Many species of mammals are infected by lentiviruses, which are characteristically responsible for long-duration illnesses with a long incubation period.
Lentiviruses are transmitted as single-stranded, positive-sense, enveloped RNA viruses.
The risk of acquiring HIV from a needle stick from an HIV-infected person is estimated as 0.3% (about 1 in 333) per act and the risk following mucous membrane exposure to infected blood as 0.09% (about 1 in 1000) per act.
Preventive treatment involves the mother taking antiretrovirals during pregnancy and delivery, an elective caesarean section, avoiding breastfeeding, and administering antiretroviral drugs to the newborn.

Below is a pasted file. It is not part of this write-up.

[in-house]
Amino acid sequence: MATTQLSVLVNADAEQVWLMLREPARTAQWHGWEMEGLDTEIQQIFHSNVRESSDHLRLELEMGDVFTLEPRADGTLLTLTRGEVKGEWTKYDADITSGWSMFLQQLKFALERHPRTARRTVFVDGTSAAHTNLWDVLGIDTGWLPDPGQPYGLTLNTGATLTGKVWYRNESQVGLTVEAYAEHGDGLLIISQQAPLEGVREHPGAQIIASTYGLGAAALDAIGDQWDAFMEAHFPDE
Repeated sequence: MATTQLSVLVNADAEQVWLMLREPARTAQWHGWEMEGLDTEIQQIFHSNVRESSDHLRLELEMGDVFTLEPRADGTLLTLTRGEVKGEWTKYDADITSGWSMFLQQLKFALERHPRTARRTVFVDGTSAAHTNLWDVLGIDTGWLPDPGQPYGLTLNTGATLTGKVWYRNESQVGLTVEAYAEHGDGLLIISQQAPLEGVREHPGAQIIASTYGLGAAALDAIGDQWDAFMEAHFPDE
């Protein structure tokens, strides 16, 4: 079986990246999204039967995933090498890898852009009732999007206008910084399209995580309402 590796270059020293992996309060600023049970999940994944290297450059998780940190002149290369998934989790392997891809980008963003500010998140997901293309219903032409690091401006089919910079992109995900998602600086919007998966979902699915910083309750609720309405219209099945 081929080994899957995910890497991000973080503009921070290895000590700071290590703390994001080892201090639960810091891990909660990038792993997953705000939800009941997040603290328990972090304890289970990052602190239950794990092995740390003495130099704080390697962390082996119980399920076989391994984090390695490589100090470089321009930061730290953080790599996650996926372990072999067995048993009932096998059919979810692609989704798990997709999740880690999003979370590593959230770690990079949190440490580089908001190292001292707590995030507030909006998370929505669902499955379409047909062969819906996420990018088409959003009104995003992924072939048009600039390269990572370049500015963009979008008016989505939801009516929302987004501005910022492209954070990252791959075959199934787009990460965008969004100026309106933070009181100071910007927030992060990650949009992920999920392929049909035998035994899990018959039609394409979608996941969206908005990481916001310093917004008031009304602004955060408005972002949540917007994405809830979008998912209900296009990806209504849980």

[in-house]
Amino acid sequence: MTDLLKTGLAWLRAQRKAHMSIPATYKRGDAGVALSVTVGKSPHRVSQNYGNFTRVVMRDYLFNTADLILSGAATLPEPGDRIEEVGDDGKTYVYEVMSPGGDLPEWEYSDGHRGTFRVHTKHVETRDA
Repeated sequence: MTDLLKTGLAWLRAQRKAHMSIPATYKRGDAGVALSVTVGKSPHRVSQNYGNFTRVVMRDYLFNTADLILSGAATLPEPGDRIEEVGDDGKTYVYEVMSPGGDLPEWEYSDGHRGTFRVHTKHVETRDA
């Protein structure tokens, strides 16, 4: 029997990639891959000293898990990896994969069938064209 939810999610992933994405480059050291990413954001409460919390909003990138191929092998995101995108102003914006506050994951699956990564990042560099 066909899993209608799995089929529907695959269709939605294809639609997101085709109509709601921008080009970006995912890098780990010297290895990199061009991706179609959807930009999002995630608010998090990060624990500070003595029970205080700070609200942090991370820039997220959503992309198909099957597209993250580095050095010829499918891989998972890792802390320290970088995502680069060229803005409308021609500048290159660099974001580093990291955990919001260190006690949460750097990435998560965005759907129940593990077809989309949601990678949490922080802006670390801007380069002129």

The mechanism of CD4 T cell depletion, although apoptosis may also be a factor.
During the chronic phase, the consequences of generalized immune activation coupled with the gradual loss of the ability of the immune system to generate new T cells appear to account for the slow decline in CD4 Immune activation, which is reflected by the increased activation state of immune cells and release of pro-inflammatory cytokines, results from the activity of several HIV gene products and the immune response to ongoing HIV replication.
however, the pattern of transmission varies among countries.